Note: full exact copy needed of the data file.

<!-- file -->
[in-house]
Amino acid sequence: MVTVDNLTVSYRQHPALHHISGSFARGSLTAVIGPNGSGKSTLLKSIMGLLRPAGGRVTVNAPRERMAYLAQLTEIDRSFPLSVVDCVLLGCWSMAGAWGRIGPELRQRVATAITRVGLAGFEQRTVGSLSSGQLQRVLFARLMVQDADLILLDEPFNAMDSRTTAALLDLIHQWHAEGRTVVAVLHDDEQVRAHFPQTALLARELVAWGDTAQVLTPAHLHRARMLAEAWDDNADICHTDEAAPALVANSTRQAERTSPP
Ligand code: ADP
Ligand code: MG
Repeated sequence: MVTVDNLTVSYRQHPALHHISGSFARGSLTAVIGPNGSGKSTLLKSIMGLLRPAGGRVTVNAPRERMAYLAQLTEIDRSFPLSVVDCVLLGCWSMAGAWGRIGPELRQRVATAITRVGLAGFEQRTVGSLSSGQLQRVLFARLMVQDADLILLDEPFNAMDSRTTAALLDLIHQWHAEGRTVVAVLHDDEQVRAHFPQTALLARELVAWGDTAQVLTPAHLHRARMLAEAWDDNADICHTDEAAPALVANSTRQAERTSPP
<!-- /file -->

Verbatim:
[in-house]
Amino acid sequence: MVTVDNLTVSYRQHPALHHISGSFARGSLTAVIGPNGSGKSTLLKSIMGLLRPAGGRVTVNAPRERMAYLAQLTEIDRSFPLSVVDCVLLGCWSMAGAWGRIGPELRQRVATAITRVGLAGFEQRTVGSLSSGQLQRVLFARLMVQDADLILLDEPFNAMDSRTTAALLDLIHQWHAEGRTVVAVLHDDEQVRAHFPQTALLARELVAWGDTAQVLTPAHLHRARMLAEAWDDNADICHTDEAAPALVANSTRQAERTSPP
Ligand code: ADP
Ligand code: MG
Repeated sequence: MVTVDNLTVSYRQHPALHHISGSFARGSLTAVIGPNGSGKSTLLKSIMGLLRPAGGRVTVNAPRERMAYLAQLTEIDRSFPLSVVDCVLLGCWSMAGAWGRIGPELRQRVATAITRVGLAGFEQRTVGSLSSGQLQRVLFARLMVQDADLILLDEPFNAMDSRTTAALLDLIHQWHAEGRTVVAVLHDDEQVRAHFPQTALLARELVAWGDTAQVLTPAHLHRARMLAEAWDDNADICHTDEAAPALVANSTRQAERTSPP